CALIFORNIA IS DUE FOR A SERIOUS conversation about how much money its schools truly need and where to get it. But Proposition 88, which would establish a $50 tax on parcels of property for schools, would do little to improve the schools or advance the conversation.
The amount of money Proposition 88 would raise is piddling compared with the state's school budget. The measure would set an uncomfortable precedent by having the state directly collect a property tax — something that has historically been the role of local governments in California. Worse, Proposition 88 could hurt future attempts to find more comprehensive solutions to school funding.
The parcel tax would raise about $450 million a year — less than 1% of what California spends on education and half of what schools receive from the lottery. The money would be used for several specific goals, including class-size reduction, better classroom materials and improved school safety.
Nice ideas all, but the schools would get less out of this money than it appears. The funds to lower class size, for instance, wouldn't be enough to reduce class size significantly. And what if a school that was safe wanted to use the money to hire qualified science teachers or introduce language programs for kids who didn't speak English? Under Proposition 88's restrictive rules, it wouldn't be able to.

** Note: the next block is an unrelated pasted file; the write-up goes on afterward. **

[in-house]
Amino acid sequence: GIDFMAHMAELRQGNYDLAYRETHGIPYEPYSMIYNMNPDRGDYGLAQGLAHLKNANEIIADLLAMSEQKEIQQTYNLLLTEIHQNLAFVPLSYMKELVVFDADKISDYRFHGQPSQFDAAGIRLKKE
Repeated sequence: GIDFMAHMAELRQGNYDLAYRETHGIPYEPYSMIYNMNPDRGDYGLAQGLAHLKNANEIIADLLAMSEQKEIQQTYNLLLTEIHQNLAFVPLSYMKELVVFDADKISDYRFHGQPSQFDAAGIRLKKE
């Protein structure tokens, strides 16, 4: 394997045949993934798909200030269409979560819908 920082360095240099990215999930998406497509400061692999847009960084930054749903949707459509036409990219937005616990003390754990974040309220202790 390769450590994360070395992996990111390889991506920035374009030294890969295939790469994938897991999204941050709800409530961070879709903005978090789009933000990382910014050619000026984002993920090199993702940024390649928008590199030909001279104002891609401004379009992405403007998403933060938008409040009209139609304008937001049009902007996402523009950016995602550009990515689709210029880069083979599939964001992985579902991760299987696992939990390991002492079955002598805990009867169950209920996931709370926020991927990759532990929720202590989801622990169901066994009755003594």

Revenue from the tax, which would be levied on most parcels of land in the state, would grow slowly, rising only as development created new parcels. Inflation would outpace these gains, making Proposition 88 even less able to pay for the benefits its supporters tout.
It's true, as Proposition 88's supporters say, that California has long ranked toward the bottom of the nation in per-pupil spending and that every little bit helps. But at what cost? Voters may think Proposition 88 would provide the schools with all the revenue they need — and so they might be less likely to support more meaningful funding measures, whether local or statewide, in the future. For what little good it would do, and for what harm it could cause, Proposition 88 is not worth voters' support.Copyright © 2015, Los Angeles Times